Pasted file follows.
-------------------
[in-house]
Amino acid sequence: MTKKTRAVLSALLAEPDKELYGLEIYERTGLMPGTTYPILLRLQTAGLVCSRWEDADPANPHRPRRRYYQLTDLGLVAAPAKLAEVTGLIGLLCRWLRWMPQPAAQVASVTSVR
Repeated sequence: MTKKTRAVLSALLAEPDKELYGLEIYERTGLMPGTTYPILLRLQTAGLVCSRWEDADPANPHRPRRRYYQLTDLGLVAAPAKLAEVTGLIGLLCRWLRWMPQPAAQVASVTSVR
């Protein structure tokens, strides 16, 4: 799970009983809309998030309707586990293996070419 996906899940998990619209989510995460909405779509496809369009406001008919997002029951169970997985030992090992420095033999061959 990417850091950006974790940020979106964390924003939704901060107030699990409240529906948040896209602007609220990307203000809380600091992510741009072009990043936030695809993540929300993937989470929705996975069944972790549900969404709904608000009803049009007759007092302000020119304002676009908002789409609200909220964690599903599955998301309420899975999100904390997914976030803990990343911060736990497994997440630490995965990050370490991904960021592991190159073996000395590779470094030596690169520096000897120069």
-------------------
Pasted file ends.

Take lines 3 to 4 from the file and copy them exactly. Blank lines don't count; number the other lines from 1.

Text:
Repeated sequence: MTKKTRAVLSALLAEPDKELYGLEIYERTGLMPGTTYPILLRLQTAGLVCSRWEDADPANPHRPRRRYYQLTDLGLVAAPAKLAEVTGLIGLLCRWLRWMPQPAAQVASVTSVR
């Protein structure tokens, strides 16, 4: 799970009983809309998030309707586990293996070419 996906899940998990619209989510995460909405779509496809369009406001008919997002029951169970997985030992090992420095033999061959 990417850091950006974790940020979106964390924003939704901060107030699990409240529906948040896209602007609220990307203000809380600091992510741009072009990043936030695809993540929300993937989470929705996975069944972790549900969404709904608000009803049009007759007092302000020119304002676009908002789409609200909220964690599903599955998301309420899975999100904390997914976030803990990343911060736990497994997440630490995965990050370490991904960021592991190159073996000395590779470094030596690169520096000897120069």